Vancouver (With files from BC Nurses Union) – While the BC Nurses’ Union (BCNU) has succeeded in ensuring the professional judgement of nurses is respected through an agreement with Health Employers Association of British Columbia (HEABC) to amend the mandatory flu vaccination policy, there is a caveat.
The new agreement, reached through collaborative efforts with HEABC, will mean an end to the “punitive nature of the previous policy” and is consistent with the flu prevention efforts released by the Office of the Provincial Health Officer.
BCNU President Christine Sorensen says the union will continue to work with the employer to encourage vaccination as a strategy to reduce flu transmission and promote the use of personal protective equipment when appropriate.
“Vaccination is one effective way of protecting patients and health care workers and we hope that this new approach, which relies more on cooperation and professionalism instead of punitive action towards health care workers will achieve our goals of reducing influenza.”
News 1130 reported that it was assumed my many that nurses who were required to wear a mask under the old policy were immediately identifiable as unvaccinated, which could lead to invasive questions or judgmental reactions invading their privacy.
Sorensen says some nurses decide against vaccination because they have had adverse reactions in the past, because of a medical condition, or as a matter of personal choice.
The obligation to get immunized or wear a mask in patient care areas has been a contentious issue for BCNU and other health care unions since it was introduced in 2012. In 2015, BCNU filed an Industry Wide Application Dispute (IWAD) after health authorities refused to revoke their mandatory “vaccinate or mask” policy.
Provincial health officer’s statement on influenza policy:
Dr. Bonnie Henry, provincial health officer, has issued the following statement on changes to the provincial influenza prevention policy:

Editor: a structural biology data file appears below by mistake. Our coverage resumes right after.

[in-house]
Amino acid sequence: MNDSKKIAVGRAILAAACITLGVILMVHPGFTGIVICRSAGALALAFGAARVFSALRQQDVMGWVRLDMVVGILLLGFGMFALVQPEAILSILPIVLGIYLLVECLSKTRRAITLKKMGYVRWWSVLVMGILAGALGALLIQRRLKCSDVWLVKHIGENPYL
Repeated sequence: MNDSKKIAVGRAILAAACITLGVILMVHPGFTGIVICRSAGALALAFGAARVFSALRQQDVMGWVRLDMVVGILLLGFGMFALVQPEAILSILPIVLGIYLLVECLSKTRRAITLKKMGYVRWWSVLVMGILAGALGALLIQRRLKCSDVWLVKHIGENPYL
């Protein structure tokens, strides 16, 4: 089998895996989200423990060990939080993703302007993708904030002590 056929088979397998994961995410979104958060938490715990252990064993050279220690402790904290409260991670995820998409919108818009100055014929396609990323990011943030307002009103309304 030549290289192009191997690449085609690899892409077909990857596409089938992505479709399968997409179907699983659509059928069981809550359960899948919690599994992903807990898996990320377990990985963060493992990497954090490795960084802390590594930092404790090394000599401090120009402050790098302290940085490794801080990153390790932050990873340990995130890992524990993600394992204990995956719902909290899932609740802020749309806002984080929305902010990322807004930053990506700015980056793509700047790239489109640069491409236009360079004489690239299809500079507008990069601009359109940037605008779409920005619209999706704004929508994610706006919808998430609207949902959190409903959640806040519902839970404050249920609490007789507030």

“We are very pleased to have reached an agreement with the BC Nurses’ Union, while undertaking discussions with other key unions and associations, about the need to work collaboratively to continue to take active measures to prevent transmission of influenza in all health-care settings in B.C. This includes continuing the promotion of influenza immunization as the most effective measure to prevent influenza and the appropriate use of masks for those who are not or cannot be immunized.
“The agreement includes suspending some of the disciplinary aspects of the provincial influenza prevention policy that requires health-care employees, contractors and medical staff to be immunized or wear a mask when in patient-care areas during the flu season.
“This change is supported by public health officials, health authorities, the Health Employers Association of BC, and the province’s unions and associations, who all favour a more collaborative approach and the professional judgment of our health-care staff and physicians.
“The purpose of the influenza prevention policy remains the same: to reduce death and illness from influenza by preventing the spread of influenza through immunization and appropriate use of masks by health-care workers, patients and visitors in all health-care settings.
“The only change to the policy is that employers will not discipline employees for not wearing masks. There is still an expectation that health-care providers will be immunized or use masks appropriately, but we will rely on the professionalism of all health-care workers to take appropriate measures to protect themselves and the patients we care for from influenza.
“Reporting of vaccination status remains mandatory. Non-compliance in reporting can lead to discipline.
“If this collaborative approach does not sufficiently achieve the objectives of the policy, which are aimed at protecting patients and health-care workers, the disciplinary policy may be reintroduced.
“The message to all staff and visitors to health-care facilities remains the same: get vaccinated, wear a mask and use other personal protective equipment as appropriate during flu season. It is also key to clean your hands regularly and to stay home when you are sick.”